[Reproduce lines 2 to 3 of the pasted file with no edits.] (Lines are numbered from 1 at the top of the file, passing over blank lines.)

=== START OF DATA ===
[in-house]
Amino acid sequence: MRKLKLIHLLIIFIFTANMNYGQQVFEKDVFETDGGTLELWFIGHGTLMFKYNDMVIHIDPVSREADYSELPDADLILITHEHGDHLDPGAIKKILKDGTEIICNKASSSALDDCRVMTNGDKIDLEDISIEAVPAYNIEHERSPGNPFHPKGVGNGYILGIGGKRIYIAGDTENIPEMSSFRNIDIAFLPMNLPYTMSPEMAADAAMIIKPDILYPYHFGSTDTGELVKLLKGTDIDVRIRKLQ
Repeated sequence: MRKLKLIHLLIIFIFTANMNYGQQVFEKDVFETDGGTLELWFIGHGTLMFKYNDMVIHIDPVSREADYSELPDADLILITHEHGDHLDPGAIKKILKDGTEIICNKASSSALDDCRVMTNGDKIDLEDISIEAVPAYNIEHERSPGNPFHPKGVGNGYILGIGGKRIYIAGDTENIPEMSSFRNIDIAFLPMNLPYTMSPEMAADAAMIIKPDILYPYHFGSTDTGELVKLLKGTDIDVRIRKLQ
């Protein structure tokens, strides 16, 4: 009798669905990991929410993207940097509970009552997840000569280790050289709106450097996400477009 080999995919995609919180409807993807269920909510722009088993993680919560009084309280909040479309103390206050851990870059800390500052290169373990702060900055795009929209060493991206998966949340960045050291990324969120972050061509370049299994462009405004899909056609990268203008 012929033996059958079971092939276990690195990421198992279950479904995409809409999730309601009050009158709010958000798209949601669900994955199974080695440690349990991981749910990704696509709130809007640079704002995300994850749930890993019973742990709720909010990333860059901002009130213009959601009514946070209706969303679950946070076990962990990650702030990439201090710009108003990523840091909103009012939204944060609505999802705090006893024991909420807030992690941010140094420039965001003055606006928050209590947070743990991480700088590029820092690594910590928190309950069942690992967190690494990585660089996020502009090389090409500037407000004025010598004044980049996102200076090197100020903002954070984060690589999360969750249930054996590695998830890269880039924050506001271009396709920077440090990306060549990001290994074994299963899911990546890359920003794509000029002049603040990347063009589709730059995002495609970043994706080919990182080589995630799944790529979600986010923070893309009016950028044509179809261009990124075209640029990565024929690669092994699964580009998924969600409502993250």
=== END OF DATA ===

Amino acid sequence: MRKLKLIHLLIIFIFTANMNYGQQVFEKDVFETDGGTLELWFIGHGTLMFKYNDMVIHIDPVSREADYSELPDADLILITHEHGDHLDPGAIKKILKDGTEIICNKASSSALDDCRVMTNGDKIDLEDISIEAVPAYNIEHERSPGNPFHPKGVGNGYILGIGGKRIYIAGDTENIPEMSSFRNIDIAFLPMNLPYTMSPEMAADAAMIIKPDILYPYHFGSTDTGELVKLLKGTDIDVRIRKLQ
Repeated sequence: MRKLKLIHLLIIFIFTANMNYGQQVFEKDVFETDGGTLELWFIGHGTLMFKYNDMVIHIDPVSREADYSELPDADLILITHEHGDHLDPGAIKKILKDGTEIICNKASSSALDDCRVMTNGDKIDLEDISIEAVPAYNIEHERSPGNPFHPKGVGNGYILGIGGKRIYIAGDTENIPEMSSFRNIDIAFLPMNLPYTMSPEMAADAAMIIKPDILYPYHFGSTDTGELVKLLKGTDIDVRIRKLQ